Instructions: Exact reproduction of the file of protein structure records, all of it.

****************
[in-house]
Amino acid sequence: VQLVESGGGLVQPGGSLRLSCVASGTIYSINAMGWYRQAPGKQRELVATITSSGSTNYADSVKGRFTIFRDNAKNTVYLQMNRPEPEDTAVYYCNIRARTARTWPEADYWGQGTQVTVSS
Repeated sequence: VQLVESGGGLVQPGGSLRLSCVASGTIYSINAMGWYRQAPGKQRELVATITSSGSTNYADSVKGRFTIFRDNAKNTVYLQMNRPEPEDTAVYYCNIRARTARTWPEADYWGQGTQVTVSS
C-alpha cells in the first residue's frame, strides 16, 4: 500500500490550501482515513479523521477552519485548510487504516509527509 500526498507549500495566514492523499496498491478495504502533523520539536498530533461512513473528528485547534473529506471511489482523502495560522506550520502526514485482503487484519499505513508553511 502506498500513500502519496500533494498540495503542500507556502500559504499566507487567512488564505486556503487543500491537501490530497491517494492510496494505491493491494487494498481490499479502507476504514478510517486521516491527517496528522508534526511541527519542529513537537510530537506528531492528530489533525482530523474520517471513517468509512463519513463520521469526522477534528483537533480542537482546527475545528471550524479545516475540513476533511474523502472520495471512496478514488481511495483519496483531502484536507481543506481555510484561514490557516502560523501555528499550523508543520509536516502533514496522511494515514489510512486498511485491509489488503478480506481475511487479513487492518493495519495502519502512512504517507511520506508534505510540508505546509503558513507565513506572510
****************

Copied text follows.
[in-house]
Amino acid sequence: VQLVESGGGLVQPGGSLRLSCVASGTIYSINAMGWYRQAPGKQRELVATITSSGSTNYADSVKGRFTIFRDNAKNTVYLQMNRPEPEDTAVYYCNIRARTARTWPEADYWGQGTQVTVSS
Repeated sequence: VQLVESGGGLVQPGGSLRLSCVASGTIYSINAMGWYRQAPGKQRELVATITSSGSTNYADSVKGRFTIFRDNAKNTVYLQMNRPEPEDTAVYYCNIRARTARTWPEADYWGQGTQVTVSS
C-alpha cells in the first residue's frame, strides 16, 4: 500500500490550501482515513479523521477552519485548510487504516509527509 500526498507549500495566514492523499496498491478495504502533523520539536498530533461512513473528528485547534473529506471511489482523502495560522506550520502526514485482503487484519499505513508553511 502506498500513500502519496500533494498540495503542500507556502500559504499566507487567512488564505486556503487543500491537501490530497491517494492510496494505491493491494487494498481490499479502507476504514478510517486521516491527517496528522508534526511541527519542529513537537510530537506528531492528530489533525482530523474520517471513517468509512463519513463520521469526522477534528483537533480542537482546527475545528471550524479545516475540513476533511474523502472520495471512496478514488481511495483519496483531502484536507481543506481555510484561514490557516502560523501555528499550523508543520509536516502533514496522511494515514489510512486498511485491509489488503478480506481475511487479513487492518493495519495502519502512512504517507511520506508534505510540508505546509503558513507565513506572510